On Philosophy

October 28, 2006

Concepts and Knowledge

Filed under: Mind — Peter @ 12:00 am

Today’s post contains an example that I find amusing, but which some may be offended by. But, if you are that easily offended why do you even have an internet connection?

Here I use the word concept to mean a category that groups labels our perceptions, the mechanism for which is unconscious. For example possessing the concept of “tree” allows one to see trees as trees, instead of simply some specific color patch. This is not quite the standard use of concept, which tends to include facts about the subject into what concept covers, and without keeping this distinction in mind what follows may not make complete sense. With that out of the way let me ask my question: does possessing a concept imply that we know something about that object or objects the concept is about that is unavailable so someone without the concept?

Imagine then someone who knows everything there is to know about homosexual people. However this person is unable to recognize homosexual people when they encounter them; they don’t have the “homosexual” concept (remember, as defined above). Let us say then that to remedy this deficiency they invent a “gaydar” (we have to assume that in this world there is some physiological characteristic that such a machine could detect, like a unique protein, which is not the case in real life). Possessing such a machine would give that person the appropriate concept “artificially”. But since they built the machine using their pre-existing knowledge about homosexual people the machine isn’t telling them anything new about homosexuality (although it does inform them about who is homosexual, but that knowledge is not required to understand homosexuality itself). We can also imagine this device somehow being incorporated into their mind, giving them the “homosexual” concept. But simply integrating the machine into their brain doesn’t add to their knowledge about homosexuality, and so we conclude that developing the concept of “homosexual” doesn’t inform the person possessing it about homosexuality. We could imagine implanting the “gaydar” into someone who knew nothing about homosexuality, and even after its implantation they would still be ignorant, and would have no idea what this new concept was picking out.

Concepts then are more like mental abilities than knowledge, a distinction which admittedly can be confusing at times. And this is not to say that a concept can’t result in us possessing some new knowledge, the important point is what that knowledge is about. Having a concept like “tree” allows us to know which objects in the world are trees, it doesn’t inform us about what trees are. Of course, like any normal concept, our knowledge about trees is easily confused with our tree concept, since when we see something as a tree, using our concept, we are also able to say why it is a tree, using our knowledge about trees. But this knowledge is not part of the concept or derived from it, although it likely had a role in the formation of that concept.

So why do we care? Well, as pointed out last time, what concepts tell us about is essential to unraveling the “problem” of Mary the color scientist. By hypothesis Mary knows all the physical facts about color perception there are to know, but still when she departs from her colorless room she learns more about qualia, showing that there is more to qualia than just the physical description. But does she really learn something more about the qualia? From within her room Mary could already have built a color-detector. She knows what frequencies of light are which colors. She also knows how her brain will react to each frequency. Thus she can build a device that monitors her brain state and tells her what color she is seeing. This is basically the same thing our “gaydar” builder did above, and we agreed that having such a device didn’t increase his knowledge about homosexuality. So, likewise, Mary could have implanted her color detector into her brain and know upon first leaving the room which colors were which. And thus we conclude that Mary didn’t really learn anything about color experience upon leaving the room, she just developed a new concept. She learned to tell which objects were red, which were green, ect, but she didn’t learn anything new about the experience of seeing color itself.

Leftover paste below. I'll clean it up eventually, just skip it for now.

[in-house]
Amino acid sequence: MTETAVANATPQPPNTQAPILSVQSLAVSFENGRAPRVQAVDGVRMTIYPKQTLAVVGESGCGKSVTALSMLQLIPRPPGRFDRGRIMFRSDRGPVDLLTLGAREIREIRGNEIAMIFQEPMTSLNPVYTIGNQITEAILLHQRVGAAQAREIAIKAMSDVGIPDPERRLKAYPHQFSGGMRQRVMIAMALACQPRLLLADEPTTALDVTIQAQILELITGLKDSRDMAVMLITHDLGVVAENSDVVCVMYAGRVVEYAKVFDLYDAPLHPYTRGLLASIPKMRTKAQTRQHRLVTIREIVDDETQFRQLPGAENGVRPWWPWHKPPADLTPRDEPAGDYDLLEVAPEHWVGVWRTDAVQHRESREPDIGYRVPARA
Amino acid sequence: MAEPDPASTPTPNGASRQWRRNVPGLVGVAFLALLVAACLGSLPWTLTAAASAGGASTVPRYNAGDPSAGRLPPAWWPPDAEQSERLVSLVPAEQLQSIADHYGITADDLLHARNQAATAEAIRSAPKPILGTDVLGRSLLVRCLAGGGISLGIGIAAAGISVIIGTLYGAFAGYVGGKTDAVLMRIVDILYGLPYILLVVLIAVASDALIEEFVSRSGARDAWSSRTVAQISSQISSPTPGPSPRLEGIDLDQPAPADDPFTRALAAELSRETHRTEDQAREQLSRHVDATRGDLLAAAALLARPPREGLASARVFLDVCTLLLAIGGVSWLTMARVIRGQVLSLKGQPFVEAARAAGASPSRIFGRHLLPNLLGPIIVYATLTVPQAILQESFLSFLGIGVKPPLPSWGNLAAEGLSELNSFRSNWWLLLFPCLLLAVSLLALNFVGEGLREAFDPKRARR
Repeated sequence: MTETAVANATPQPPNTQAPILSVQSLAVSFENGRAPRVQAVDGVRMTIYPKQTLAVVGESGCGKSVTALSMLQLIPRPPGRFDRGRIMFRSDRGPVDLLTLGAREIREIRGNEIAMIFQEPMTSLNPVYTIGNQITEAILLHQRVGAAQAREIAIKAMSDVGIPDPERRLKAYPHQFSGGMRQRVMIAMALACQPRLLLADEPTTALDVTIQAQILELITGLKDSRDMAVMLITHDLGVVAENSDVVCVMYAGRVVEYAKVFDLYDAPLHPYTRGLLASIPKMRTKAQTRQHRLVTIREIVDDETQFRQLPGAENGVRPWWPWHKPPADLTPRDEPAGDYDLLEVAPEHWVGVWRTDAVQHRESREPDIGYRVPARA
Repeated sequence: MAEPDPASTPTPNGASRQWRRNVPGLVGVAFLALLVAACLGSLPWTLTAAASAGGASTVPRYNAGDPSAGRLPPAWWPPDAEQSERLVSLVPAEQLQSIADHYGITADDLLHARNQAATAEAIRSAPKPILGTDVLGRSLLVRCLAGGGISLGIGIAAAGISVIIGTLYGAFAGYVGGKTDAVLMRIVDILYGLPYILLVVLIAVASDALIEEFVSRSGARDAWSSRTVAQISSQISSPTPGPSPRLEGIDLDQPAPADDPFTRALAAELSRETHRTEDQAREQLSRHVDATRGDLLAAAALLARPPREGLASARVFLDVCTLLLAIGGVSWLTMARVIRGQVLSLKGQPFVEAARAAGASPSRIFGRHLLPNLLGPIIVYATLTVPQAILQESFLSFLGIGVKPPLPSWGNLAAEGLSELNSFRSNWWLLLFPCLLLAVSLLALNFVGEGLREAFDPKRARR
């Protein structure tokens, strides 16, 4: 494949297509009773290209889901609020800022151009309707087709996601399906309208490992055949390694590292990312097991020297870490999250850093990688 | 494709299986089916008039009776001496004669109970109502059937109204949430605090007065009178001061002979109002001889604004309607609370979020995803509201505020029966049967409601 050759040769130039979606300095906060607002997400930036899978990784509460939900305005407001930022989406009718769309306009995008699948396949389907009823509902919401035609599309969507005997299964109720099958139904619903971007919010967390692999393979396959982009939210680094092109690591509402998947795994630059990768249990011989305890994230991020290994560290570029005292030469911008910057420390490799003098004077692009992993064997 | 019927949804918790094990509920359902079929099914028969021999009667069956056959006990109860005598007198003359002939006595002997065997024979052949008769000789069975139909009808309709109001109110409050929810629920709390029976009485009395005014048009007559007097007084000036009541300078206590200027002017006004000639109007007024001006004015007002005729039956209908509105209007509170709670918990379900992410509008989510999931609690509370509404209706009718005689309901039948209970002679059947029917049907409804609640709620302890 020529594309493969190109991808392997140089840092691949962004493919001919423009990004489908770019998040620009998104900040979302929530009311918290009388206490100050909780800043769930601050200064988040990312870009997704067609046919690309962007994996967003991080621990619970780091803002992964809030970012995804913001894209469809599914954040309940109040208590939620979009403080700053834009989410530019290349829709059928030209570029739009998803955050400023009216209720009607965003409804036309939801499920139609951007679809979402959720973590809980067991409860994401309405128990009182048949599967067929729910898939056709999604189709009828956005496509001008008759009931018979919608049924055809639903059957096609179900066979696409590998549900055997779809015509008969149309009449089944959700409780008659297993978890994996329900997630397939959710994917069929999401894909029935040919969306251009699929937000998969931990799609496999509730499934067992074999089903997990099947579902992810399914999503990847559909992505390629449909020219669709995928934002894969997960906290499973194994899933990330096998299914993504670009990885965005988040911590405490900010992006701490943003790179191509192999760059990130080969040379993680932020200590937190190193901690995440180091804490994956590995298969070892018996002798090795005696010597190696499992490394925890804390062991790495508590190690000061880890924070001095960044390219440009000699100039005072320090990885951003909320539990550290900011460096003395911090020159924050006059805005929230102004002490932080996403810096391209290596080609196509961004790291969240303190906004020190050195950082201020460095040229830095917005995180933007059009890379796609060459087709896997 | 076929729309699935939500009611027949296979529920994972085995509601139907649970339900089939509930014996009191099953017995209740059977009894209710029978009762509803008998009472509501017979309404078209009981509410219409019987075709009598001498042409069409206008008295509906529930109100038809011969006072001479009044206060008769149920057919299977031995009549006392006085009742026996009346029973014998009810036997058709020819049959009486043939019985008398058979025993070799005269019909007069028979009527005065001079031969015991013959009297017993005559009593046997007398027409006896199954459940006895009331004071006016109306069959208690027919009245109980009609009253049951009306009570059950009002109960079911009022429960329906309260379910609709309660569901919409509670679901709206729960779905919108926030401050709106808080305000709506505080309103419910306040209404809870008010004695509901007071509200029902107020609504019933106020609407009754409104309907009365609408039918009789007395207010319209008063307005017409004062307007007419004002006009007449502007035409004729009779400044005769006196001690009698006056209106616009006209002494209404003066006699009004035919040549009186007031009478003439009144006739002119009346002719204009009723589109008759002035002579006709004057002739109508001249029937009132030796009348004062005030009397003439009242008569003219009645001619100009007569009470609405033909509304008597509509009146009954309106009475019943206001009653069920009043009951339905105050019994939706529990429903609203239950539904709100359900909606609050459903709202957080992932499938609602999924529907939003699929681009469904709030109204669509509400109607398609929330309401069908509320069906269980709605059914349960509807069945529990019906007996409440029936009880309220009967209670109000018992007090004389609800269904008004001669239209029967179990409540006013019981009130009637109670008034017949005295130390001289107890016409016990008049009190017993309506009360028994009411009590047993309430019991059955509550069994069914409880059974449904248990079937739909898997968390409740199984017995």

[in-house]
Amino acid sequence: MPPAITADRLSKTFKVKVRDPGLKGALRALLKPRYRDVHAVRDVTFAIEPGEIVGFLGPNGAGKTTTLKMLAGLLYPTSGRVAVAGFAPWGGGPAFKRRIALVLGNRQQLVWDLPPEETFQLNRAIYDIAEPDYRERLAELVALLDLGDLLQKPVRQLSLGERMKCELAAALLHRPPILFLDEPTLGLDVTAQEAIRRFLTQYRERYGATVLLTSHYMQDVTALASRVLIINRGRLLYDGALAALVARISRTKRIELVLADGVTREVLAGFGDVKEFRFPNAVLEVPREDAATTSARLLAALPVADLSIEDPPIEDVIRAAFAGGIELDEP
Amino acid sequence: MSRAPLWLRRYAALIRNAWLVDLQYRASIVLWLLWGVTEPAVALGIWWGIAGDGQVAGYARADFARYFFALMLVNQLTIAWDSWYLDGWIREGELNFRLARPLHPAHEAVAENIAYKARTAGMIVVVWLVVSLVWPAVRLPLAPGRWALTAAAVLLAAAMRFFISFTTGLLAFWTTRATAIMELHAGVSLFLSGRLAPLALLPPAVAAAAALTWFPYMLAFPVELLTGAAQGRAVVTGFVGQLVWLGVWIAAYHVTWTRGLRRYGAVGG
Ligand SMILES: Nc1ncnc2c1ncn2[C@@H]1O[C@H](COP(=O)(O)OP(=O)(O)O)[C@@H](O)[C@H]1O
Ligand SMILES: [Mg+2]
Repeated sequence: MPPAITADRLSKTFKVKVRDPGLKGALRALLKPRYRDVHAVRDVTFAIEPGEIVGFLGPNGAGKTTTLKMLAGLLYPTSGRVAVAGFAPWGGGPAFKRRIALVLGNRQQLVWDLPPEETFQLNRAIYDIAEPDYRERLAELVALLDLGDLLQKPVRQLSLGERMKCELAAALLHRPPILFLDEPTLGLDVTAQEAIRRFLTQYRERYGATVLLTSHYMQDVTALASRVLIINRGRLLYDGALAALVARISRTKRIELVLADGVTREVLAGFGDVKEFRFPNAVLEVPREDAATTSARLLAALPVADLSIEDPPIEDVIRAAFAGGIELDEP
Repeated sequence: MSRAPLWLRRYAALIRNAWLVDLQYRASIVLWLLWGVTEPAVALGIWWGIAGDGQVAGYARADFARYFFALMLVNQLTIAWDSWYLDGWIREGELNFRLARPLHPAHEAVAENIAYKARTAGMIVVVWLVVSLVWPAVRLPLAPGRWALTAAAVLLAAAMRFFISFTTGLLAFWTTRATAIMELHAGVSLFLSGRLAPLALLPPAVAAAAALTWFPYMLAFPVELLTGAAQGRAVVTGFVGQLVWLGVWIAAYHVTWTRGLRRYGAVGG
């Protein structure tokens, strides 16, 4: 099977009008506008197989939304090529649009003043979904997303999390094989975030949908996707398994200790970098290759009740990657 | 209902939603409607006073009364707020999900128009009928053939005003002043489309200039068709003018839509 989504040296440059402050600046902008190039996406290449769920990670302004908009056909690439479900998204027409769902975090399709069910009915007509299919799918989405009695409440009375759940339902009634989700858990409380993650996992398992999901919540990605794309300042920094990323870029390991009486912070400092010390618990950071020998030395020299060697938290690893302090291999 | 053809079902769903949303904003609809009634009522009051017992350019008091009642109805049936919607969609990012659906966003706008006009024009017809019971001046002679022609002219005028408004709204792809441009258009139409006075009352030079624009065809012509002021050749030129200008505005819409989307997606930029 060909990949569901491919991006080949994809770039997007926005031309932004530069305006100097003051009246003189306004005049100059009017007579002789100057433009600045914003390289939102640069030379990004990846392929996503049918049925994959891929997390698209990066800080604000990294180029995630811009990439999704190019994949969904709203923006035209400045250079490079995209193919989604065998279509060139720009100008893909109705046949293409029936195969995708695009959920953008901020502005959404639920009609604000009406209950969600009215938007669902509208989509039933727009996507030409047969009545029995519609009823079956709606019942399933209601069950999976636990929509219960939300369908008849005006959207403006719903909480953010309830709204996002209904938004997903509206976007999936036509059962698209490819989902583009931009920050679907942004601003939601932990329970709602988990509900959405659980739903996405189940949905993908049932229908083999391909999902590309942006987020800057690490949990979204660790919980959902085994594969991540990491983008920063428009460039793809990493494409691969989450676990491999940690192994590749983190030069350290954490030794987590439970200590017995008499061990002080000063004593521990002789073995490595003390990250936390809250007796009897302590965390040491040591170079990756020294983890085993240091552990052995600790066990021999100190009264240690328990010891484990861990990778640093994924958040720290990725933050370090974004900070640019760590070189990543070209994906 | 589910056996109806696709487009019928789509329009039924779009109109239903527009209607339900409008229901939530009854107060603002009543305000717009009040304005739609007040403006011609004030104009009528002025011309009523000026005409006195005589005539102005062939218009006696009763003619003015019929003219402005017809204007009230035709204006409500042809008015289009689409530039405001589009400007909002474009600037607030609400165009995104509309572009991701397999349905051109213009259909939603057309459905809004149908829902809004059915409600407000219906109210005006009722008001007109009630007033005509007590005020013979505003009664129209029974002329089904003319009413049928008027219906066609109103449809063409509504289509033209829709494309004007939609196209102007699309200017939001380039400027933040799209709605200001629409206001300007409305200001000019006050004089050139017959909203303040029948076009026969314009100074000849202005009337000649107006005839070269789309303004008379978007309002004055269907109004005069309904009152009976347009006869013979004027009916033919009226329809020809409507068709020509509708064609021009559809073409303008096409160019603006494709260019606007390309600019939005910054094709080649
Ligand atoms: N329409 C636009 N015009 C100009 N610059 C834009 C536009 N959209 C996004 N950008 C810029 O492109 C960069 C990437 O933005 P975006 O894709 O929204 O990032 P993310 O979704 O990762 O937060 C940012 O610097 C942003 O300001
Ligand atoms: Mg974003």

Of course some will object, saying that I have missed the point, that Mary learns what colors “feel” like to her upon leaving the room. But my contention is that the “feel” of a color is not a fact about qualia/color perception but a concept. Certainly there is no reason to flat out deny that the “feel” of a color is a concept, and there are independent reasons to believe it (besides the fact that our theory about qualia requires it). For one other concepts present themselves to us as similar “feelings”. When you look at a tree it simply “feels” like a tree, you don’t have to deduce it from other experiences. Of course, in contrast to colors, we can analyze our judgment that a certain perception is a perception of a tree in terms of color and shape perceptions, but in contrast those color and shape “feels” seem simple, even when reflecting on them. Of course, it may simply that they may be the most fundamental visual concepts which other concepts are based on, at least that is how I see it. In any case being primitive certainly doesn’t disqualify them from being concepts. A person with a “gaydar” in their brain won’t be able to explain their “feeling” that someone is homosexual, it will feel simple and unjustified, just like our color feels, but we know that it is really just a concept. Another reason to believe that color “feels” are concepts is that like concepts they are “universals”. A particular color “feel” is something that can be experienced of different objects at different times, which certainly suggests that it is one concept that is deployed to identity a certain class of visual inputs.

So, to reiterate my conclusion from last time, what Mary learns upon leaving her room is how to use a new concept. This concept might inform her about the color of objects, but it doesn’t give her more information about color experience itself. And thus there is no reason to believe that Mary can’t know everything there is to know about color experience from within her room. And finally from this we can conclude that there is no problem with defining qualia / experience in terms of physical properties, or at least no problems that arise because of the thought experiment with Mary.